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Sedum Rupestre – Angelina

Sedum Angelina is a drought tolerant, succulent ground cover which is actually from the genus Petrosedum. The chartreuse leaves stay under 6 inches and are evergreen, providing winter interest in areas without snow cover. These do not flower like other sedum and are very tough and hardy here in zone 4. They are not bothered by pests or disease and if you get too much they are easy to remove. Nice in pots too as they will cascade.

These will arrive bare root. You will get a nice bunch of them. As with most sedums they are very easy to propagate. At least some of the ones that you receive will have roots, plant those but also plant any small or long pieces and they will grow. You need to water then until they are established but after that no supplemental care is needed unless you live in the desert.

$4.00

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Hosta June

‘June’ is a ‘Halcyon’ sport and has lovely gold centered leaves with wide blue-green margins and excellent pest resistance and substance. The plant was discovered in TC and introduced by the British company Neo Plants in 1991. It is more apt to hold its color in cooler climates but may fade where it is warmer. It is one of the last hostas to go into dormancy. Flowers are lavender. The sports from ‘June’ include: ‘Kiwi Gold Star’, ‘May’, ‘English Sunrise’ (Prev. all gold). ‘Remember Me’ (white-centered), and ‘Touch of Class’ (tetraploid form). There is some debate about whether there is more than one sport being sold under the ‘June’ name. Certainly the plant responds to the season and to the prevailing light conditions very readily.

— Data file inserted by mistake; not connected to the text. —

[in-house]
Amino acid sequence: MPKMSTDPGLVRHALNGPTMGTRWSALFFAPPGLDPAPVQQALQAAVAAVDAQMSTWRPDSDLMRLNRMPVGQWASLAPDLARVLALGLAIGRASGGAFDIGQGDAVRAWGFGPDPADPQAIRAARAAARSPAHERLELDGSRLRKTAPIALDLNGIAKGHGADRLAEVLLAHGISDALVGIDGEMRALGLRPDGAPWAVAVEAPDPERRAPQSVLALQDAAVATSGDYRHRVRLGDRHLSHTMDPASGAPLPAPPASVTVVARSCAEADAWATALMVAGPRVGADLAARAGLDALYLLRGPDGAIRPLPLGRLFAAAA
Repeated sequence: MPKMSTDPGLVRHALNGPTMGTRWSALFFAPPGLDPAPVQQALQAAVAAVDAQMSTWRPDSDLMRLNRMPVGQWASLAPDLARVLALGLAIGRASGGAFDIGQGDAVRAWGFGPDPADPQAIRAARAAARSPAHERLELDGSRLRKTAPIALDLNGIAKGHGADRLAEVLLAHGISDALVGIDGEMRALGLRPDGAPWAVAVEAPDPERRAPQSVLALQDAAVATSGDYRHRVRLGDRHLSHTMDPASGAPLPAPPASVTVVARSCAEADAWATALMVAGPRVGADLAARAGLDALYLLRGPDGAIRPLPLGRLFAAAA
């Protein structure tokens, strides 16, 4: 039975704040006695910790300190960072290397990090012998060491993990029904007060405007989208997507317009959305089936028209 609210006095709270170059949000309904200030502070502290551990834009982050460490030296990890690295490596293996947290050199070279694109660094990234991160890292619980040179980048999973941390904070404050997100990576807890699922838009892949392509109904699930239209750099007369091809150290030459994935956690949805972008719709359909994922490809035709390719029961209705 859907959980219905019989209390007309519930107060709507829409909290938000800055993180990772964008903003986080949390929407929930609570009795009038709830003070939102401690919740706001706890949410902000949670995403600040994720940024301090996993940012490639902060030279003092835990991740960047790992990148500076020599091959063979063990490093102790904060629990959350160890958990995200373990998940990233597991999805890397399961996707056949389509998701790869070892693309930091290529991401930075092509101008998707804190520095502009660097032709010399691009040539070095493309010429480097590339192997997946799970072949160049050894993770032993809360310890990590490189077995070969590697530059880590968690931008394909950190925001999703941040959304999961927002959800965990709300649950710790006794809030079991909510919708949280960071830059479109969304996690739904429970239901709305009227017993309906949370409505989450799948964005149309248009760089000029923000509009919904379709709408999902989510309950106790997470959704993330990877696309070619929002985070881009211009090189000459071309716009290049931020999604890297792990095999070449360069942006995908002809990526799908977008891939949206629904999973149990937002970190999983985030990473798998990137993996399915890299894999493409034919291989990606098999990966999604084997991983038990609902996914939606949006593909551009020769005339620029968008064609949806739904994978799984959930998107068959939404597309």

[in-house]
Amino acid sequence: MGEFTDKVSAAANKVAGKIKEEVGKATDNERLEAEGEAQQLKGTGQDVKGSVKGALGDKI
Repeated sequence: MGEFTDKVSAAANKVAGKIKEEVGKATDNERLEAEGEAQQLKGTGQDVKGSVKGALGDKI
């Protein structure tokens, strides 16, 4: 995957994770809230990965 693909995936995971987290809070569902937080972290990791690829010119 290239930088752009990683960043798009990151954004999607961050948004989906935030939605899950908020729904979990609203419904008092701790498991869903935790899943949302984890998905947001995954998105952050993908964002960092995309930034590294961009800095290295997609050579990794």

$15.00

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Daylily Valley Monster

By L.K. Powell – 1983

This 33 inch tall dormant, tetraploid has a big, yellow, 9 inch flower.  It is a mid-season bloomer that reblooms in the late season.  It’s not registered as such but it does have a red blush on the ends of the petals that blends inwards, and has a bright green throat.  The cinnamon blush can be darker or more pale and sometimes the petals curl back so much that you may not notice it unless you view it from the side.

Parentage:  Monster x Hudson Valley

  $15.00

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Iris MDB – Buckeye Baby

By Willott – 1986

This cute little iris is fast growing and very hardy.  It is about 4 inches tall and blooms early. It is slightly ruffled with bright yellow standards.  The falls are reddish brown and are edged with the same yellow as the standards.  The beards are orange/yellow.

Parentage:  (Mystic Midnight x Banbury Ruffles) x Inca Idol

$5.00

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Iris MTB Joseph’s Coat

By E. Tankesley – 1930